While the enemy in Vietnam was mysterious and, to some Americans, heroic, America's allies in Saigon seemed venal and corrupt, more interested in graft than in combat and unable to rally their people behind a common cause or to create an effective military force. The client state that America supported in South Vietnam for more than twenty years stumbled along, led (after the assassination of President Ngo Dinh Diem in November 1963) by military officers with little understanding of American politics or culture and with little ability to appeal to the American people.
American officials who dealt with South Vietnamese leaders were puzzled and frustrated. Assistant Secretary of State William P. Bundy characterized President Nguyen Van Thieu and Vice President Nguyen Cao Ky, who came to power in 1967, as "the bottom of the barrel, absolutely the bottom of the barrel," while Secretary of State Dean Rusk asked the American ambassador in Saigon, "Is there any way we can shake the main body of the Vietnamese leadership by the scruff of the neck?" American troops who worked with their South Vietnamese counterparts were initially shocked, then angered, by the unwillingness of many ARVN (Army of the Republic of Vietnam) units to fight aggressively. Occasionally American officers were impressed by the dedication and skill of South Vietnamese commanders, but more often relations between American and South Vietnamese troops were tense. Robert Mason, an American helicopter pilot, had heard stories from other pilots about problems carrying ARVN troops. Even so, he was unprepared for the ARVN Rangers who, when he carried them into a landing zone, refused to get off until his crew chief threatened them with a pistol. "Whose war was this, anyway?" he wondered.
In the summer and fall of 1965, as American troops and materiel poured into South Vietnam, the expectations of the U.S. officers and their men were high. Sometimes they received unpleasant surprises. In August of that year, Marine units assaulted a VC regiment in the central coastal area of South Vietnam. On the second day of the battle the VC, badly hurt, slipped away, but the Americans were amazed at the stamina of their new enemy. As one Marine general, a veteran of Saipan and Iwo Jima, put it: "I thought that once they ran up against our first team they wouldn't stand and fight. I made a miscalculation." Still, most American commanders believed that their forces would inflict unacceptable casualties on enemy troops and break their will to resist.
Both generals and soldiers soon realized that the war in Vietnam did not fit their preconceived notions. By the autumn of 1965, Philip Caputo remembers, "what had begun [in March] as an adventurous expedition had turned into an exhausting, indecisive war of attrition in which we fought for no other cause than our own survival." The enemy was elusive, the climate and terrain treacherous, and peasants in the countryside often unfriendly. The pattern of warfare that emerged was formless yet lethal, consisting of haphazard, episodic contacts with the enemy and few set-piece battles. In contrast to World War II and Korea, Vietnam was a war without a front, without any clear direction or momentum, in which progress was measured by the number of enemy troops killed rather than by the amount of territory gained. Combat had a circular quality; American units would often patrol the same territory over and over, engaging in fleeting contacts with the enemy, or take an objective and then abandon it.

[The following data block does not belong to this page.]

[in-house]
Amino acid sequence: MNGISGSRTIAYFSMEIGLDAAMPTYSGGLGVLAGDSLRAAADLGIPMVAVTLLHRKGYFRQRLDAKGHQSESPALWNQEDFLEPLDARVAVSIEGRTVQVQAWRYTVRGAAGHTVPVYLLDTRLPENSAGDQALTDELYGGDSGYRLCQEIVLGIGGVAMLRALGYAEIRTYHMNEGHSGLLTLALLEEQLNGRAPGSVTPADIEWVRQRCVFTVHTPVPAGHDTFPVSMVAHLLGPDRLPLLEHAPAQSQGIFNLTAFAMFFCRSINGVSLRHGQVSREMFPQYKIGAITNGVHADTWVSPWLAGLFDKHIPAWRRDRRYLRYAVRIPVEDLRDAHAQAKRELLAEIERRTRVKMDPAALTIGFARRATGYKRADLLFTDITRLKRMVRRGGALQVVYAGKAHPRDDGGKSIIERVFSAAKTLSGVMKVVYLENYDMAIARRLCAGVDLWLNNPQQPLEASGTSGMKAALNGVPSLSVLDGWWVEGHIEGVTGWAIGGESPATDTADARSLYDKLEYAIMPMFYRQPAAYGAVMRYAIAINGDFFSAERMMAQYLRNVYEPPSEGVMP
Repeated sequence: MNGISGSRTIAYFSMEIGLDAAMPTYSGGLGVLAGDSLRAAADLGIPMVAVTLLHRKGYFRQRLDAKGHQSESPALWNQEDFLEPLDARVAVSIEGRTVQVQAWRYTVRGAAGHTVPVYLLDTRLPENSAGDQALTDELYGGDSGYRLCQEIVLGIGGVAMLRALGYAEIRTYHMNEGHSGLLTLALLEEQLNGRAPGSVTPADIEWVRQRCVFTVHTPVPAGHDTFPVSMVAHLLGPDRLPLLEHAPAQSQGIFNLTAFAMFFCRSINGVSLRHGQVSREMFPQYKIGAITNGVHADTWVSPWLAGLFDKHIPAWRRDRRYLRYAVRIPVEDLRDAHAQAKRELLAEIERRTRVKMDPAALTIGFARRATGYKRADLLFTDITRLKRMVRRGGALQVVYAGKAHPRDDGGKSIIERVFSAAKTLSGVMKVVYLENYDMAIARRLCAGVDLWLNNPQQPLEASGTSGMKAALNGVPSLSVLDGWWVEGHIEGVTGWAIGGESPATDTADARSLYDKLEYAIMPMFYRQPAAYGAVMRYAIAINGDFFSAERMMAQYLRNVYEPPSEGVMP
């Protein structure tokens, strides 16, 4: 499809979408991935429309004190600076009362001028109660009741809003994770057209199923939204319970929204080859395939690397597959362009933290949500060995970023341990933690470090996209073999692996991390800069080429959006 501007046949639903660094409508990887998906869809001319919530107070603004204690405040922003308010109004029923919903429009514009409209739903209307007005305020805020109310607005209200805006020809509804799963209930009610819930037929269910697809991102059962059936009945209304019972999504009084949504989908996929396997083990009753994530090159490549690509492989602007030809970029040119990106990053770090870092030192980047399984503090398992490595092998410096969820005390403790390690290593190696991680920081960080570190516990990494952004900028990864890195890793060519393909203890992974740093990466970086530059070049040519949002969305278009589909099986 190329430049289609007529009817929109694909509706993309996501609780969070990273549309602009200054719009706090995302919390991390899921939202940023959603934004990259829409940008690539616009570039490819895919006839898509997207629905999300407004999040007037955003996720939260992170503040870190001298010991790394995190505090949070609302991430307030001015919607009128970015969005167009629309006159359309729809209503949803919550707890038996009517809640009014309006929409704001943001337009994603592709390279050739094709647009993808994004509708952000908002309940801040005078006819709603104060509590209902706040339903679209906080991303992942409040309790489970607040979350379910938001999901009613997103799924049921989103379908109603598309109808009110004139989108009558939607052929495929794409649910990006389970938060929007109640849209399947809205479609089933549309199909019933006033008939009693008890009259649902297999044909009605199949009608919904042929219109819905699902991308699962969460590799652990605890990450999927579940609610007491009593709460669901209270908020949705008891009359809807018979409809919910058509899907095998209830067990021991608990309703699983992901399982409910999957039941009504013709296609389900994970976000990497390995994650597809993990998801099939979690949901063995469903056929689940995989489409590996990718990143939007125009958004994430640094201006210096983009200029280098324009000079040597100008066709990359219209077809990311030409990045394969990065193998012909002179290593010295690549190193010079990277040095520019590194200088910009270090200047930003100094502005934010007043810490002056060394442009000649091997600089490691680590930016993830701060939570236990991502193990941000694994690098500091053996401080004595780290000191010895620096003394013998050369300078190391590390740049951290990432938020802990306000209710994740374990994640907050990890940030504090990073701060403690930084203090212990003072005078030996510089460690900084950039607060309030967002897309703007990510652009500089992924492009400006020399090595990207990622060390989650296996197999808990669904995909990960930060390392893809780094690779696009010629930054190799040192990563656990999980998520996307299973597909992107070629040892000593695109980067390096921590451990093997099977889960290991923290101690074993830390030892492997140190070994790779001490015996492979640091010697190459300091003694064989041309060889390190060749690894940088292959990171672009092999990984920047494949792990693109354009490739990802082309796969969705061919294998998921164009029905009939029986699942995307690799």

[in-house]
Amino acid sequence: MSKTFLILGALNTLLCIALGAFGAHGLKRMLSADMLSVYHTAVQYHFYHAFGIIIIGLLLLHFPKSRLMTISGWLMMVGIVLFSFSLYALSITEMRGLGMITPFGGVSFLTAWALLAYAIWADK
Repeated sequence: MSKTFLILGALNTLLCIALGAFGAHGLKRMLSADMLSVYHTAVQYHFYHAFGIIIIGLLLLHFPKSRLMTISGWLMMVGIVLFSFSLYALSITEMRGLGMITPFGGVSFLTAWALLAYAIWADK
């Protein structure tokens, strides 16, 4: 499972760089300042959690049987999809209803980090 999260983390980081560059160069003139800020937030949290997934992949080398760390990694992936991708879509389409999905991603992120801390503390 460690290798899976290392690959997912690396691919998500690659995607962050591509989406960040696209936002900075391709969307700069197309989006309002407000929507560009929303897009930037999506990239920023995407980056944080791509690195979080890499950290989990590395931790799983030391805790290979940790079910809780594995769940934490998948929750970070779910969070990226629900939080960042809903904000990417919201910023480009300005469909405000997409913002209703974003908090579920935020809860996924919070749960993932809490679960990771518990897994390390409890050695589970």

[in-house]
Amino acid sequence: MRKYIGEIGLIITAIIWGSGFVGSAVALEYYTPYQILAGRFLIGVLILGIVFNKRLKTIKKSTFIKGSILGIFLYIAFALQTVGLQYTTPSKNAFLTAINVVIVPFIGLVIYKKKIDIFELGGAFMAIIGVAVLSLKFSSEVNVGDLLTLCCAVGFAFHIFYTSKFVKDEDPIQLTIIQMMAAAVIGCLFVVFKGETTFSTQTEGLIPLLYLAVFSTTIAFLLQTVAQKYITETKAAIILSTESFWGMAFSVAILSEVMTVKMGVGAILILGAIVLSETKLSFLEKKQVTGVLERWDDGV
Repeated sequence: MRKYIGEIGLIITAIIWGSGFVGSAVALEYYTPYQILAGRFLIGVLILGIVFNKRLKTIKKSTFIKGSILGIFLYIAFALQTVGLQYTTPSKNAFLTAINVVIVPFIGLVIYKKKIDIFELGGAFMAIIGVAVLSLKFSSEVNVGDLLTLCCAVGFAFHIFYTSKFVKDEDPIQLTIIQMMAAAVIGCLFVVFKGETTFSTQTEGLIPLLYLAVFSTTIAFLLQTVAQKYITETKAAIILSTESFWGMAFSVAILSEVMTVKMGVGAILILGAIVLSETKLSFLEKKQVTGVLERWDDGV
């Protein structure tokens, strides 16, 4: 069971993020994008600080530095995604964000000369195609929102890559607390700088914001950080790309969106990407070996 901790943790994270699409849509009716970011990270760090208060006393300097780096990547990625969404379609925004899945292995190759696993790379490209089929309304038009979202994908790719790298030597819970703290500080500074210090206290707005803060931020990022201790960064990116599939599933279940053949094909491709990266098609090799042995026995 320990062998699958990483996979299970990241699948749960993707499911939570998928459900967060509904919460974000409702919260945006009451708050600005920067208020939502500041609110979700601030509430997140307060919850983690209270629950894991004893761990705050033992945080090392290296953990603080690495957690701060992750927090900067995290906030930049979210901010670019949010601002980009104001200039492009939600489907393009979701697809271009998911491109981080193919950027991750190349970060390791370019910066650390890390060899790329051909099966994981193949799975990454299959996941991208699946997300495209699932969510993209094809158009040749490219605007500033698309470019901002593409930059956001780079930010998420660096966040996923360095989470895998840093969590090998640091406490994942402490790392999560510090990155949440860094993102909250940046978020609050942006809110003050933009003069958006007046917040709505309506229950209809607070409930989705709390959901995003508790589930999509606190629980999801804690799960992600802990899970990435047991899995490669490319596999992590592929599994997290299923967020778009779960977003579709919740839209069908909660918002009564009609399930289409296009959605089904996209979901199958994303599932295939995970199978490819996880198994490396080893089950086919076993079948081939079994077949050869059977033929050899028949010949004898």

For Harold G. Moore, who arrived in South Vietnam in September 1965, doubts began to emerge in early 1966, when he led his brigade in a campaign against NVA troops in a densely populated rice-farming region along the coast of central Vietnam. After heavy fighting, American units prevailed. But soon enemy troops returned to the area, and twice in the spring Moore's brigade returned to drive them out. How, Moore wondered, could the United States ever win, if the South Vietnamese government could not reestablish control in such newly cleared areas?
For combat soldiers, the war bred confusion. Most were ignorant of Vietnam's past and knew little about the history of the French and American wars there. When William Broyles Jr. tried to explain to his radioman why American forces were fighting, he found that his answer, "We're here to help South Vietnam stay independent," was too abstract. His next response, "Our mission is to protect the Da Nang vital area," brought the question "Why is Da Nang a vital area?" "I guess," Broyles explained, "it's because of all the American support troops back there." "Yeah," said the radioman, "but why are they there?" Completing the circle, Broyles answered, "Well, to support us."